The Invention of Air: A Story Of Science, Faith, Revolution, And The Birth Of America - Steven Johnson

The Invention of Air is so much more than an intellectual biography of Joseph Priestley, one of the brightest stars in the 18th Century political, religious and scientific firmament. It is a spectacular demonstration of that virtue Priestley possessed in superabundance, intellectual curiosity. Priestley is less known than he should be: Among his extraordinary generation, he is rivaled only by Jefferson in his astonishing breadth of accomplishment and lasting influence. He invented the liberal arts education, wrote the first book of popular science, discovered that air was composed of several gasses necessary for combustion and life and helped found Unitarianism. Steven Johnson goes beyond tracing Priestley's remarkable life to apply a gleefully promiscuous erudition to the questions it raises: Why does a certain group in a certain place (in this case a coffee house near St. Paul's) produce an efflorescence of achievement? How does individual talent and application jostle with socioeconomic forces in the production of knowledge? Where did the energy to power the industrial and scientific revolutions come from? Steven Johnson is a master of the dazzling superimposition. For example, using network theory to understand the scientific breakthrough that allowed us to understand that all life is an interdependent web. The Invention of Air combines the digressive enlightenment of Wikipedia and an 18th century coffee house.

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$16.00
ISBN: 9781594484018
Availability: Not On Our Shelves—Ships in 1-5 Days
Published: Riverhead Books - September 29th, 2009

A More Perfect Heaven: How Copernicus Revolutionized the Cosmos - Dava Sobel

It’s fitting that in her history of the cosmic re-centering from the Ptolemaic to the Copernican system, Longitude author Dava Sobel pauses in the middle of the story for a two-act play. Literally dramatizing the events surrounding the suppression and the publication, nearly 30 years after it was written, of Copernicus’s On the Revolutions of the Heavenly Spheres, A More Perfect Heaven (Walker, $25) uses the traditional tools of history and science as well as the imagination. Sobel, in both her scholarly exposition and her illuminating drama, brings to life Copernicus, the orphaned son of a copper merchant who was raised by his cleric uncle and pressured to enter the church himself, and the much younger, far-sighted mathematics professor, Rheticus, who persuaded the aged Copernicus to publish his scientific work. Also a vivid presence is 16th-century Europe, where ideas, especially new ones, were dangerous things.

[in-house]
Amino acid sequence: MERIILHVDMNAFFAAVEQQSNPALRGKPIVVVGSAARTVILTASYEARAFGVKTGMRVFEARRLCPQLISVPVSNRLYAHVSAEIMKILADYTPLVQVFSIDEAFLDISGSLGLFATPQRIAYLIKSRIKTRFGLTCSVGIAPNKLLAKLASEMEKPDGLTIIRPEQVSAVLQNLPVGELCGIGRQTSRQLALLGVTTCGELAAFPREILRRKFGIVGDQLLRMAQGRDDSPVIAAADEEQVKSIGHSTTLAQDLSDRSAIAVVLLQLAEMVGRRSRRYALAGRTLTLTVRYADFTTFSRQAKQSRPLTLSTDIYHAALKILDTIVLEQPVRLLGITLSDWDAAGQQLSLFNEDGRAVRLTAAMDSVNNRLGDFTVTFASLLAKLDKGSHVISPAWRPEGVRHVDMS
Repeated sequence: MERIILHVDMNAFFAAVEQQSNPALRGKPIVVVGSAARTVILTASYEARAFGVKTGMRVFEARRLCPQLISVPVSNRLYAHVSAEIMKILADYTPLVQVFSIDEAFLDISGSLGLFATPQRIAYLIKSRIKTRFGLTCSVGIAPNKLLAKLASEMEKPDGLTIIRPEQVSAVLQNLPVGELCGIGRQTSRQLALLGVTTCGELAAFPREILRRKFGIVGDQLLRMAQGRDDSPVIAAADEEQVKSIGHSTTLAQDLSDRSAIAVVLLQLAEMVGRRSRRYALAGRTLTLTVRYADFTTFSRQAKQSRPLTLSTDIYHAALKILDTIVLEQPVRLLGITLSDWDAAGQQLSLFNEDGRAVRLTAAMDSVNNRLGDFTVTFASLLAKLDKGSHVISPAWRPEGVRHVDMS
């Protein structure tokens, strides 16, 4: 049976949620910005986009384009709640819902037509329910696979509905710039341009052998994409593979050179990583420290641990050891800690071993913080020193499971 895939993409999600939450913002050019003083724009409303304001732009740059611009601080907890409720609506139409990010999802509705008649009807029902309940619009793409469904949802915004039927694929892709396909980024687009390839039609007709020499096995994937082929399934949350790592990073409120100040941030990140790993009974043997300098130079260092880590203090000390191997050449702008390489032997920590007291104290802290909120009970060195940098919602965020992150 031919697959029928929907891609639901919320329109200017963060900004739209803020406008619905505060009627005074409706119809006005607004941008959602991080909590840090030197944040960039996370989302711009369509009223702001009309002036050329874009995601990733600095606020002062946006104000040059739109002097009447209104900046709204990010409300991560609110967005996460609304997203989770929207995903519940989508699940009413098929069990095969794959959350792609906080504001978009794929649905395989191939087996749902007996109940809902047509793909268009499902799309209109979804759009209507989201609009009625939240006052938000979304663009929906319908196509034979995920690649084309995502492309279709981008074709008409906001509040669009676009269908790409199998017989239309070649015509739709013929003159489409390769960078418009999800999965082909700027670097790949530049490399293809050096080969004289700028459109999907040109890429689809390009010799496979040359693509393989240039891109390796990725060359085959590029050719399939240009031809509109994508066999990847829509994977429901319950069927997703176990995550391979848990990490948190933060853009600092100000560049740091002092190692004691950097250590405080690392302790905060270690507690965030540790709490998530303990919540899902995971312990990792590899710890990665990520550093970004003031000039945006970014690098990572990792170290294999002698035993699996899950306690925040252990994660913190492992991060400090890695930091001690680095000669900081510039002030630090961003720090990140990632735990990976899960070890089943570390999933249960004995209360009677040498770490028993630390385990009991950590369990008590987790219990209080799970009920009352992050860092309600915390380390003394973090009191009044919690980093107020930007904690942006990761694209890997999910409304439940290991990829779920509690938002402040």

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$16.00
ISBN: 9780802778949
Availability: Special Order—Subject to Availability
Published: Walker & Company - October 16th, 2012

Brilliant - Jane Brox

Jane Brox’s Brilliant: The Evolution of Artificial Light (Mariner, $15.95) is fascinating and compulsively readable. Brilliant is saturated with research and amazing facts about the subject, but, even more, it explains the reciprocal relationship between science and society. From the stone lamps that facilitated our first cave paintings to an overabundance of modern light that impedes our observation of the stars, Brox takes us step by step through our own history, and how our mastery of light has shaped who we are.

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$21.99
ISBN: 9780547520346
Availability: Not On Our Shelves—Ships in 1-5 Days
Published: Mariner Books - July 7th, 2011

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